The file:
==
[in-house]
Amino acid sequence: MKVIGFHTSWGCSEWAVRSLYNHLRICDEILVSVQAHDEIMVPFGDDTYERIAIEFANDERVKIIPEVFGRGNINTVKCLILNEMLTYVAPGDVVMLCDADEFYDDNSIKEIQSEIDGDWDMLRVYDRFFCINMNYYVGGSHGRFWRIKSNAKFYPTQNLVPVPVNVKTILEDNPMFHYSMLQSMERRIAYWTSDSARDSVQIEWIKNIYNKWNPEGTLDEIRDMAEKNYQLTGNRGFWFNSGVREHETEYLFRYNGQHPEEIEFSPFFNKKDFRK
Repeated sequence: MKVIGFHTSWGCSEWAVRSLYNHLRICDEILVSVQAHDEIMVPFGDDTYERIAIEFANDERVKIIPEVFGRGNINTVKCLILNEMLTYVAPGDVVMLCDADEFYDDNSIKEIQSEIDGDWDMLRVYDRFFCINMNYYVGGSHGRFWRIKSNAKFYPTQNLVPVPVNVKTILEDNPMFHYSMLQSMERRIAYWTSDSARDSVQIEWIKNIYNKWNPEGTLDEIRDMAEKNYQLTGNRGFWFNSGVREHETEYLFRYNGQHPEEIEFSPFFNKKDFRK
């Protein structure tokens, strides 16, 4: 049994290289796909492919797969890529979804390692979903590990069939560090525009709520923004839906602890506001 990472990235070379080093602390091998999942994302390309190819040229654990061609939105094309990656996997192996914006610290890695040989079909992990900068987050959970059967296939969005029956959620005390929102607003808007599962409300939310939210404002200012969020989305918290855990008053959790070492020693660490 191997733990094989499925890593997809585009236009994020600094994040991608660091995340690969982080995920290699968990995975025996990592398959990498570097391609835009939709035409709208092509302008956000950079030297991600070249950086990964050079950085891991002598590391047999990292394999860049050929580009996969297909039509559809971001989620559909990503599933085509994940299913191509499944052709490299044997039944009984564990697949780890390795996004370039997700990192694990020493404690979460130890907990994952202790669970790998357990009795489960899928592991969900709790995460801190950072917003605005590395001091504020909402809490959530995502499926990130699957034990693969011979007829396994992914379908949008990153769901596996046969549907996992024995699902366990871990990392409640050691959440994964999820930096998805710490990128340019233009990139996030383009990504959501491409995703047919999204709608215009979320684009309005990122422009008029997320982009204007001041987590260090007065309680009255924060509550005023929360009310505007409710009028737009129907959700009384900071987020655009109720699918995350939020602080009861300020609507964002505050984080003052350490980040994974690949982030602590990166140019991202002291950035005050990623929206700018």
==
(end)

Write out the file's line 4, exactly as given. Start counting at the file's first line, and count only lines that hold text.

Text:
């Protein structure tokens, strides 16, 4: 049994290289796909492919797969890529979804390692979903590990069939560090525009709520923004839906602890506001 990472990235070379080093602390091998999942994302390309190819040229654990061609939105094309990656996997192996914006610290890695040989079909992990900068987050959970059967296939969005029956959620005390929102607003808007599962409300939310939210404002200012969020989305918290855990008053959790070492020693660490 191997733990094989499925890593997809585009236009994020600094994040991608660091995340690969982080995920290699968990995975025996990592398959990498570097391609835009939709035409709208092509302008956000950079030297991600070249950086990964050079950085891991002598590391047999990292394999860049050929580009996969297909039509559809971001989620559909990503599933085509994940299913191509499944052709490299044997039944009984564990697949780890390795996004370039997700990192694990020493404690979460130890907990994952202790669970790998357990009795489960899928592991969900709790995460801190950072917003605005590395001091504020909402809490959530995502499926990130699957034990693969011979007829396994992914379908949008990153769901596996046969549907996992024995699902366990871990990392409640050691959440994964999820930096998805710490990128340019233009990139996030383009990504959501491409995703047919999204709608215009979320684009309005990122422009008029997320982009204007001041987590260090007065309680009255924060509550005023929360009310505007409710009028737009129907959700009384900071987020655009109720699918995350939020602080009861300020609507964002505050984080003052350490980040994974690949982030602590990166140019991202002291950035005050990623929206700018």